The Department of Justice has shown great knowledge of the flight information software market in its inquiry into Google's $700 million bid to buy ITA Software, says Vayant CEO.
The Department of Justice is well-prepared when it comes to the flight
information software industry and Google's attempt to buy ITA Software,
according to an executive in the industry.
Google said Aug. 27 the DOJ had issued a second request for information about the search giant's
$700 million bid to acquire ITA Software.
The DOJ is concerned about how the bid would affect competition. ITA supplies flight route and pricing
information to services such as Microsoft Bing Travel, Orbitz and Kayak.com.
Google would effectively control access to the ITA data. Google has said it
plans to honor the contracts between ITA and its customers.
The regulatory body wants to make sure Google won't take steps to hurt those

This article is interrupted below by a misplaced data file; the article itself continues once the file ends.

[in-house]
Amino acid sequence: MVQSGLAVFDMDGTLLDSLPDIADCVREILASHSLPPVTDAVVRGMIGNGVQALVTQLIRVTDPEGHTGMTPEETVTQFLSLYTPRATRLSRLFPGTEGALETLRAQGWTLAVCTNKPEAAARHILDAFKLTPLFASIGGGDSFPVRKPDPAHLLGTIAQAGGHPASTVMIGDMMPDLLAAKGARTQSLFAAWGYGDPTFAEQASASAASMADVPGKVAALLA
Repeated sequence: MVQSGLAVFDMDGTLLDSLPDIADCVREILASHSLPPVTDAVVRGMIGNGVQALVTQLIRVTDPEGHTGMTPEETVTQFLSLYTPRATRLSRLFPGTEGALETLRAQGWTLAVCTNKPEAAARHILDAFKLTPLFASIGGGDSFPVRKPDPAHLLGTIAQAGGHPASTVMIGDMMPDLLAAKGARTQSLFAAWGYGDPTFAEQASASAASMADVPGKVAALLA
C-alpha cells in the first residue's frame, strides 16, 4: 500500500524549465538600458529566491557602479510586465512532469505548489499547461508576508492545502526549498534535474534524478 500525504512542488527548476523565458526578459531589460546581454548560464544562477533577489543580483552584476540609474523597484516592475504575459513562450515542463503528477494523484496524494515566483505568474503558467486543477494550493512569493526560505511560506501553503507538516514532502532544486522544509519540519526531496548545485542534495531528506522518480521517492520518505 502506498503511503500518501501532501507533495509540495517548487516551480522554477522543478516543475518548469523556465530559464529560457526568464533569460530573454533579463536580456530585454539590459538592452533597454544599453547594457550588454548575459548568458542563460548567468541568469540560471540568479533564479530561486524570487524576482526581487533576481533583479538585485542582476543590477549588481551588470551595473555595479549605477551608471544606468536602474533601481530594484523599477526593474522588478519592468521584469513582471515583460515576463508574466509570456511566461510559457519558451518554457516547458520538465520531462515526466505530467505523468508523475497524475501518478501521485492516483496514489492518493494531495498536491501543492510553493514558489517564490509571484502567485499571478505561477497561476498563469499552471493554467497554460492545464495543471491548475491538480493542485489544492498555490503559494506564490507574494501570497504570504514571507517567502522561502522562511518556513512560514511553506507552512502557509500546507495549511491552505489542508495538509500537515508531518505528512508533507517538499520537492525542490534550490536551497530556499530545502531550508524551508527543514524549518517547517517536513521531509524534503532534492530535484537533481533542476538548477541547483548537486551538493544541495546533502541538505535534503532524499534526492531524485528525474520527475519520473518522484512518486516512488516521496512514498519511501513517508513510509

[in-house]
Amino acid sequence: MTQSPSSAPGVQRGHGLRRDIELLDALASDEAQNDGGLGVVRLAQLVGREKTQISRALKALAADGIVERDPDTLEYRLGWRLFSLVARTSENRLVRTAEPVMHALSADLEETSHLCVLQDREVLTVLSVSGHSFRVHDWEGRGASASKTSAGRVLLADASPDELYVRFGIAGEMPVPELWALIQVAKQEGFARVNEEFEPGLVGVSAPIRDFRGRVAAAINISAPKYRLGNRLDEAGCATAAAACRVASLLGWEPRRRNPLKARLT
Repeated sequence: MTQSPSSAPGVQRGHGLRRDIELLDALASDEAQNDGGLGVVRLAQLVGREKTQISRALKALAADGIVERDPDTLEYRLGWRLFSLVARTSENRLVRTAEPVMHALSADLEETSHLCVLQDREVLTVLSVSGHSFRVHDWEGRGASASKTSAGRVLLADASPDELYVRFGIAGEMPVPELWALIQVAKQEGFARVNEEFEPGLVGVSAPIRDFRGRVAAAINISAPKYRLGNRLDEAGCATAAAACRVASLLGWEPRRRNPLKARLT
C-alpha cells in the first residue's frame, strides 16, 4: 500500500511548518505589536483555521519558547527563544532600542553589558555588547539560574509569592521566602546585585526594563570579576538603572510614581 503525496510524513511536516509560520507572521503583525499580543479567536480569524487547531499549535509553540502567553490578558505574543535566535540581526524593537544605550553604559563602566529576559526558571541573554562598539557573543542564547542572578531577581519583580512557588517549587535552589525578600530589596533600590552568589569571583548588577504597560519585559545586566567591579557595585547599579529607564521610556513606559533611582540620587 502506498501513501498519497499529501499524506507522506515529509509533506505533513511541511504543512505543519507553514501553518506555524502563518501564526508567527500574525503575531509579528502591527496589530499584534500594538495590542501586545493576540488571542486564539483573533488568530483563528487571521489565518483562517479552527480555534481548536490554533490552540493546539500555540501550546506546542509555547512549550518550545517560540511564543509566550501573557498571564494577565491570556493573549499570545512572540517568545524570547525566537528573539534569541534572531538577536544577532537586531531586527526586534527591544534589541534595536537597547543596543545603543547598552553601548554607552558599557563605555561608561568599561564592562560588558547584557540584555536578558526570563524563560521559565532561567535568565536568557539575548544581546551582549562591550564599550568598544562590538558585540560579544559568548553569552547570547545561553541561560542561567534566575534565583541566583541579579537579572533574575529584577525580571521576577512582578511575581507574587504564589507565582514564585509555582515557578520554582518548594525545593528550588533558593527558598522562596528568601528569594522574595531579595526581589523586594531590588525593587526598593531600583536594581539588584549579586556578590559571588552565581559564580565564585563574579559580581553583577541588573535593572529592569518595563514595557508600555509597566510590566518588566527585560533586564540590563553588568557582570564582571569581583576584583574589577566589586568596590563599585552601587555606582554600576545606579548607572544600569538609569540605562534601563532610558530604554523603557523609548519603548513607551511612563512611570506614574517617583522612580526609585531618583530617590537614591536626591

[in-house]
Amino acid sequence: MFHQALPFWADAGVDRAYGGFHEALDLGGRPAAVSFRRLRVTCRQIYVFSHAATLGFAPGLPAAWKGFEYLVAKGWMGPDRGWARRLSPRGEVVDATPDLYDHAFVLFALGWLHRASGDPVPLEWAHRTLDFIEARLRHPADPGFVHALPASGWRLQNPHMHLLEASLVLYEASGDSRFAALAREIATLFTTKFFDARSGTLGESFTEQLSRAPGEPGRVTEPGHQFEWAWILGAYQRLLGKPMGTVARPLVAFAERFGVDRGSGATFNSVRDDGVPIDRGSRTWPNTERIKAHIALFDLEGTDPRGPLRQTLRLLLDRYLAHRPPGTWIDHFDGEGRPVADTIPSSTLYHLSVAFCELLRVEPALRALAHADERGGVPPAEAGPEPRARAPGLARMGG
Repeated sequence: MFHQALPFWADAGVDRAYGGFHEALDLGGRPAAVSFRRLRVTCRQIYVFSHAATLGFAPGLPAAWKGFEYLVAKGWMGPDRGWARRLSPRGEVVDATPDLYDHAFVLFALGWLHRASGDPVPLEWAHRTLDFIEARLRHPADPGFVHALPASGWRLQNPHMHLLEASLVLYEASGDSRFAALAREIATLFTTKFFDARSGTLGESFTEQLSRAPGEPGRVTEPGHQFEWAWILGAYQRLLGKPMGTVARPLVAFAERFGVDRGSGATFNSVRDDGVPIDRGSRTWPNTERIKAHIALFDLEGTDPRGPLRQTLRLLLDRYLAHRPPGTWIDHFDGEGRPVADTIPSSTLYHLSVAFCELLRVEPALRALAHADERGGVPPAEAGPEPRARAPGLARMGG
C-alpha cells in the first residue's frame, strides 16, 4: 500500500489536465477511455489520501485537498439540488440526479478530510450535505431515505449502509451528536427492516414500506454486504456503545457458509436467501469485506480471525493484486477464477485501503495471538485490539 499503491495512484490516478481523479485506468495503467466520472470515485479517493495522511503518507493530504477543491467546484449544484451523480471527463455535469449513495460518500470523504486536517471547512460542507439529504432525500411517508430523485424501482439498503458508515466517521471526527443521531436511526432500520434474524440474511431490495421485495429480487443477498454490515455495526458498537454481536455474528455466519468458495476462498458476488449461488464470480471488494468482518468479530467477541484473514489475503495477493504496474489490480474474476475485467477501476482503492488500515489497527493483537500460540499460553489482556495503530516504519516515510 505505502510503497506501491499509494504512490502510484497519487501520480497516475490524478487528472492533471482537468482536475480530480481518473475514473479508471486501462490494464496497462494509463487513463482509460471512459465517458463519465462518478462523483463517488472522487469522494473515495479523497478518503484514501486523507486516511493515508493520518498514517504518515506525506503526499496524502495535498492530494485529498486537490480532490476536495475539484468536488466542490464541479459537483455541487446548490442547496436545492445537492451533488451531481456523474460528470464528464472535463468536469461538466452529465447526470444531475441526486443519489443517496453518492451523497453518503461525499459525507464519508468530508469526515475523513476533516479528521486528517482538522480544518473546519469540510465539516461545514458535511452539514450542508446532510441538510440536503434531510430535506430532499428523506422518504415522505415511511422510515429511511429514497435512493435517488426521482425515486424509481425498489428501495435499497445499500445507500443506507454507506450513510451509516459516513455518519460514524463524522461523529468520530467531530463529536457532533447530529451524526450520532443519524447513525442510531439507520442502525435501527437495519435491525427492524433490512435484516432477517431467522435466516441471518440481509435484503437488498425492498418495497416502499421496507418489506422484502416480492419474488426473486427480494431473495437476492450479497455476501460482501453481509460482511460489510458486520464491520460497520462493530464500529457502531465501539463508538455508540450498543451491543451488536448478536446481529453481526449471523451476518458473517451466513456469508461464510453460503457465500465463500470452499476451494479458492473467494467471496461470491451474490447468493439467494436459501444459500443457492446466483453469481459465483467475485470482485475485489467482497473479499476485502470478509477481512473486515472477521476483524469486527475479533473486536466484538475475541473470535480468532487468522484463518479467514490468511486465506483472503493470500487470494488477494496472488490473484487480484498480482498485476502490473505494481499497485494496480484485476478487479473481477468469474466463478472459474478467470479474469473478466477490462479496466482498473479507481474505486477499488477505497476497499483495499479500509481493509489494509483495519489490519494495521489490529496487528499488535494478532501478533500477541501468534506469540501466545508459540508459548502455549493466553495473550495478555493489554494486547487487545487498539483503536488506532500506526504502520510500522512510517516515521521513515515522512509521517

businesses and the hundreds of others that use ITA QPX software.
Atanas Christov, CEO for ITA rival and
flight pricing comparison service Vayant, said he spoke with the DOJ for several
hours Aug. 18. Christov, who said a Google acquisition would boost competition
in the industry, said he came away impressed by how well-versed the agency was
with the flight information space.
"Vayant's overall position toward the acquisition is that we're really
friendly to it," Christov said. "We think it can really expand the playground
for travel innovation, which is missing because there is a consolidated tree of
closely knit global distribution systems that sit in the middle of the
Europe's Amadeus and Sabre and TravelPort in the United
States provide those global distribution
systems. These companies horde data such as seat availability, which is
expensive and difficult to access for business customers such as ITA and Vayant
that need it.
ITA, Christov said, presented a challenge to those GDS vendors that have
created such high barriers to entry in the space.